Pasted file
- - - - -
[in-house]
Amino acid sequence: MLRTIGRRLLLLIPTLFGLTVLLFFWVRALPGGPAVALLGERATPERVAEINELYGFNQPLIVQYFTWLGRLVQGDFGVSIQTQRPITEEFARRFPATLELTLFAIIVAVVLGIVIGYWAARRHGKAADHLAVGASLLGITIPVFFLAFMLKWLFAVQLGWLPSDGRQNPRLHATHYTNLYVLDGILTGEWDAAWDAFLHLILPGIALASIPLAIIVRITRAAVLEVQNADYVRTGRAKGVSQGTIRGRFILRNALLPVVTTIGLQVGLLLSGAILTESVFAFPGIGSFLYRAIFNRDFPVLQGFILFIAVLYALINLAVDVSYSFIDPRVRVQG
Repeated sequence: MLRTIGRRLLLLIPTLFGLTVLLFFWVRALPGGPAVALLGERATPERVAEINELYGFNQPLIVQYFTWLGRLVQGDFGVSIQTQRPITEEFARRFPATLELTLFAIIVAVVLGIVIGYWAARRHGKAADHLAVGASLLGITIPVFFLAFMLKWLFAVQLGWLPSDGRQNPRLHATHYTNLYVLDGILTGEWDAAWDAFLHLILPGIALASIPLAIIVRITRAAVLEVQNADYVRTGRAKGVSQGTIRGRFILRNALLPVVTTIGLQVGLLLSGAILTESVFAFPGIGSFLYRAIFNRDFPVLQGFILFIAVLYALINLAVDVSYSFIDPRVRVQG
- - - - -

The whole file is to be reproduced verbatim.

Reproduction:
[in-house]
Amino acid sequence: MLRTIGRRLLLLIPTLFGLTVLLFFWVRALPGGPAVALLGERATPERVAEINELYGFNQPLIVQYFTWLGRLVQGDFGVSIQTQRPITEEFARRFPATLELTLFAIIVAVVLGIVIGYWAARRHGKAADHLAVGASLLGITIPVFFLAFMLKWLFAVQLGWLPSDGRQNPRLHATHYTNLYVLDGILTGEWDAAWDAFLHLILPGIALASIPLAIIVRITRAAVLEVQNADYVRTGRAKGVSQGTIRGRFILRNALLPVVTTIGLQVGLLLSGAILTESVFAFPGIGSFLYRAIFNRDFPVLQGFILFIAVLYALINLAVDVSYSFIDPRVRVQG
Repeated sequence: MLRTIGRRLLLLIPTLFGLTVLLFFWVRALPGGPAVALLGERATPERVAEINELYGFNQPLIVQYFTWLGRLVQGDFGVSIQTQRPITEEFARRFPATLELTLFAIIVAVVLGIVIGYWAARRHGKAADHLAVGASLLGITIPVFFLAFMLKWLFAVQLGWLPSDGRQNPRLHATHYTNLYVLDGILTGEWDAAWDAFLHLILPGIALASIPLAIIVRITRAAVLEVQNADYVRTGRAKGVSQGTIRGRFILRNALLPVVTTIGLQVGLLLSGAILTESVFAFPGIGSFLYRAIFNRDFPVLQGFILFIAVLYALINLAVDVSYSFIDPRVRVQG